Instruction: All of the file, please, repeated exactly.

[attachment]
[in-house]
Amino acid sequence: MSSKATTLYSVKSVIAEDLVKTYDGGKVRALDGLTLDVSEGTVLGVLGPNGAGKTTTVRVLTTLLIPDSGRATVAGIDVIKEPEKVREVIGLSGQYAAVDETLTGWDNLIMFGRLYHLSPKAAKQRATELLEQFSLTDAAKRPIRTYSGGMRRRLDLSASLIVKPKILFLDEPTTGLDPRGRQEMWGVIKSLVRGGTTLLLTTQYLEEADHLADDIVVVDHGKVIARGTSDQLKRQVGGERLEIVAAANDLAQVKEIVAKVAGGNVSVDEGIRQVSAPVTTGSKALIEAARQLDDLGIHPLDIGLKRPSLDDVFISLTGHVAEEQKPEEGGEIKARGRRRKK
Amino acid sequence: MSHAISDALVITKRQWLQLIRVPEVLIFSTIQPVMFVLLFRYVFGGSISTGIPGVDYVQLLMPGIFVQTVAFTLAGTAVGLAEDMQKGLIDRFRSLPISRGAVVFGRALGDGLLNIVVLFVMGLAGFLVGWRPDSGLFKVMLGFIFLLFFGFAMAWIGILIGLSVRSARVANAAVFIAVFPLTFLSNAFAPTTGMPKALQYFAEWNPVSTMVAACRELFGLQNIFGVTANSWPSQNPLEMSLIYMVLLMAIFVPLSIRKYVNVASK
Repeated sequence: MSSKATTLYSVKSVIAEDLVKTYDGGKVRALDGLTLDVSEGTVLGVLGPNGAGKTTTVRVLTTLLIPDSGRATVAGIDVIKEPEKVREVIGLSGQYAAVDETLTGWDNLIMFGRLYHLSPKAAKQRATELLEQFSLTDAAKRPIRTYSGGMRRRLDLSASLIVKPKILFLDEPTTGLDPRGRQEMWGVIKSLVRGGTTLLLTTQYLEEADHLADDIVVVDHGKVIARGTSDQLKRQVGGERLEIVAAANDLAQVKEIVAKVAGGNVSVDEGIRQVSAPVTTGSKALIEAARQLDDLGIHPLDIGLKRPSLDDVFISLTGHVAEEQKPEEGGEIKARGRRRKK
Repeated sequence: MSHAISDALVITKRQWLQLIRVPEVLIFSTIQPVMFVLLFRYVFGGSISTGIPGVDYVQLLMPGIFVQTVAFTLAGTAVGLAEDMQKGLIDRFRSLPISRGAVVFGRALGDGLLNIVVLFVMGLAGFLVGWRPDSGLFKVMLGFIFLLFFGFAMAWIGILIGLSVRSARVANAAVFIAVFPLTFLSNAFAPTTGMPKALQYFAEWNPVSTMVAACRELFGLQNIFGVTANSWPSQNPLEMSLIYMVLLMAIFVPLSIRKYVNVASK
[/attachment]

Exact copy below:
[in-house]
Amino acid sequence: MSSKATTLYSVKSVIAEDLVKTYDGGKVRALDGLTLDVSEGTVLGVLGPNGAGKTTTVRVLTTLLIPDSGRATVAGIDVIKEPEKVREVIGLSGQYAAVDETLTGWDNLIMFGRLYHLSPKAAKQRATELLEQFSLTDAAKRPIRTYSGGMRRRLDLSASLIVKPKILFLDEPTTGLDPRGRQEMWGVIKSLVRGGTTLLLTTQYLEEADHLADDIVVVDHGKVIARGTSDQLKRQVGGERLEIVAAANDLAQVKEIVAKVAGGNVSVDEGIRQVSAPVTTGSKALIEAARQLDDLGIHPLDIGLKRPSLDDVFISLTGHVAEEQKPEEGGEIKARGRRRKK
Amino acid sequence: MSHAISDALVITKRQWLQLIRVPEVLIFSTIQPVMFVLLFRYVFGGSISTGIPGVDYVQLLMPGIFVQTVAFTLAGTAVGLAEDMQKGLIDRFRSLPISRGAVVFGRALGDGLLNIVVLFVMGLAGFLVGWRPDSGLFKVMLGFIFLLFFGFAMAWIGILIGLSVRSARVANAAVFIAVFPLTFLSNAFAPTTGMPKALQYFAEWNPVSTMVAACRELFGLQNIFGVTANSWPSQNPLEMSLIYMVLLMAIFVPLSIRKYVNVASK
Repeated sequence: MSSKATTLYSVKSVIAEDLVKTYDGGKVRALDGLTLDVSEGTVLGVLGPNGAGKTTTVRVLTTLLIPDSGRATVAGIDVIKEPEKVREVIGLSGQYAAVDETLTGWDNLIMFGRLYHLSPKAAKQRATELLEQFSLTDAAKRPIRTYSGGMRRRLDLSASLIVKPKILFLDEPTTGLDPRGRQEMWGVIKSLVRGGTTLLLTTQYLEEADHLADDIVVVDHGKVIARGTSDQLKRQVGGERLEIVAAANDLAQVKEIVAKVAGGNVSVDEGIRQVSAPVTTGSKALIEAARQLDDLGIHPLDIGLKRPSLDDVFISLTGHVAEEQKPEEGGEIKARGRRRKK
Repeated sequence: MSHAISDALVITKRQWLQLIRVPEVLIFSTIQPVMFVLLFRYVFGGSISTGIPGVDYVQLLMPGIFVQTVAFTLAGTAVGLAEDMQKGLIDRFRSLPISRGAVVFGRALGDGLLNIVVLFVMGLAGFLVGWRPDSGLFKVMLGFIFLLFFGFAMAWIGILIGLSVRSARVANAAVFIAVFPLTFLSNAFAPTTGMPKALQYFAEWNPVSTMVAACRELFGLQNIFGVTANSWPSQNPLEMSLIYMVLLMAIFVPLSIRKYVNVASK